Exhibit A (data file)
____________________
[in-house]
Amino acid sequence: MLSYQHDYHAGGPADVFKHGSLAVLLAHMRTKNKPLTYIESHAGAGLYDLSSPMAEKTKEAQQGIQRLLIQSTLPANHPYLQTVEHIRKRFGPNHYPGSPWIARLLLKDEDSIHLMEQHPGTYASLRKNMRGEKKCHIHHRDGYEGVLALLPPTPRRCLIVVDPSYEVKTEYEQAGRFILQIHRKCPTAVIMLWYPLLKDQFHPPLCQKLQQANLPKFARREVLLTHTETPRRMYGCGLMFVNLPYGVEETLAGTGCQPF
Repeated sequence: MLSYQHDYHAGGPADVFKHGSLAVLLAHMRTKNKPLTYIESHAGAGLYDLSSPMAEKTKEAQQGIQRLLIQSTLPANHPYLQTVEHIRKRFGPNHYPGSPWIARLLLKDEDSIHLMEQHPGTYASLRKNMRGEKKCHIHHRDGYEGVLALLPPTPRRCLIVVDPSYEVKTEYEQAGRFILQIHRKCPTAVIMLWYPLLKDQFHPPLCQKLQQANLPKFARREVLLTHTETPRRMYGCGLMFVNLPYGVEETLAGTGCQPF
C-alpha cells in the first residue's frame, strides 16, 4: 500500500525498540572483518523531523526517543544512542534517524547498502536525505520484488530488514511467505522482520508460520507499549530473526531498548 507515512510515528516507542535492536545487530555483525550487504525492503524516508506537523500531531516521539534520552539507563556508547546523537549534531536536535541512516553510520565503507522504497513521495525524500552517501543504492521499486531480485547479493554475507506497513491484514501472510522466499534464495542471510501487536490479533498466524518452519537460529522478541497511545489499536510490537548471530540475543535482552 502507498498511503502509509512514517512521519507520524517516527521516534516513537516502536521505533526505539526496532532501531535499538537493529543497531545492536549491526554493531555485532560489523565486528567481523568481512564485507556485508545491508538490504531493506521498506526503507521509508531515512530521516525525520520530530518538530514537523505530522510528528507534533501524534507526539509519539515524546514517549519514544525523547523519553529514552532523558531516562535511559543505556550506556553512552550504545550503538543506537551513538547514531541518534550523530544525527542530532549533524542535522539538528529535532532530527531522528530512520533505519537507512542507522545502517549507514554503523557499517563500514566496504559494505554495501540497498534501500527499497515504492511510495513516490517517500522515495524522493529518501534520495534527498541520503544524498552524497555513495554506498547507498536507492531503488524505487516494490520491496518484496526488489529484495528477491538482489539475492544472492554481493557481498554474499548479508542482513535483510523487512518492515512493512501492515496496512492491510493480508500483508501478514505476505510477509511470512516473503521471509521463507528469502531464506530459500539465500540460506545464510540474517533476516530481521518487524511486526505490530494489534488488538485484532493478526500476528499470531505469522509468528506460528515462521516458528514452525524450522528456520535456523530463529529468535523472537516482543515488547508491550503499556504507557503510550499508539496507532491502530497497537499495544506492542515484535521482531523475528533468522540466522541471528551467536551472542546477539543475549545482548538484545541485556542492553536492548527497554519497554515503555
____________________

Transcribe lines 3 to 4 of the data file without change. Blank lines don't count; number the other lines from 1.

Repeated sequence: MLSYQHDYHAGGPADVFKHGSLAVLLAHMRTKNKPLTYIESHAGAGLYDLSSPMAEKTKEAQQGIQRLLIQSTLPANHPYLQTVEHIRKRFGPNHYPGSPWIARLLLKDEDSIHLMEQHPGTYASLRKNMRGEKKCHIHHRDGYEGVLALLPPTPRRCLIVVDPSYEVKTEYEQAGRFILQIHRKCPTAVIMLWYPLLKDQFHPPLCQKLQQANLPKFARREVLLTHTETPRRMYGCGLMFVNLPYGVEETLAGTGCQPF
C-alpha cells in the first residue's frame, strides 16, 4: 500500500525498540572483518523531523526517543544512542534517524547498502536525505520484488530488514511467505522482520508460520507499549530473526531498548 507515512510515528516507542535492536545487530555483525550487504525492503524516508506537523500531531516521539534520552539507563556508547546523537549534531536536535541512516553510520565503507522504497513521495525524500552517501543504492521499486531480485547479493554475507506497513491484514501472510522466499534464495542471510501487536490479533498466524518452519537460529522478541497511545489499536510490537548471530540475543535482552 502507498498511503502509509512514517512521519507520524517516527521516534516513537516502536521505533526505539526496532532501531535499538537493529543497531545492536549491526554493531555485532560489523565486528567481523568481512564485507556485508545491508538490504531493506521498506526503507521509508531515512530521516525525520520530530518538530514537523505530522510528528507534533501524534507526539509519539515524546514517549519514544525523547523519553529514552532523558531516562535511559543505556550506556553512552550504545550503538543506537551513538547514531541518534550523530544525527542530532549533524542535522539538528529535532532530527531522528530512520533505519537507512542507522545502517549507514554503523557499517563500514566496504559494505554495501540497498534501500527499497515504492511510495513516490517517500522515495524522493529518501534520495534527498541520503544524498552524497555513495554506498547507498536507492531503488524505487516494490520491496518484496526488489529484495528477491538482489539475492544472492554481493557481498554474499548479508542482513535483510523487512518492515512493512501492515496496512492491510493480508500483508501478514505476505510477509511470512516473503521471509521463507528469502531464506530459500539465500540460506545464510540474517533476516530481521518487524511486526505490530494489534488488538485484532493478526500476528499470531505469522509468528506460528515462521516458528514452525524450522528456520535456523530463529529468535523472537516482543515488547508491550503499556504507557503510550499508539496507532491502530497497537499495544506492542515484535521482531523475528533468522540466522541471528551467536551472542546477539543475549545482548538484545541485556542492553536492548527497554519497554515503555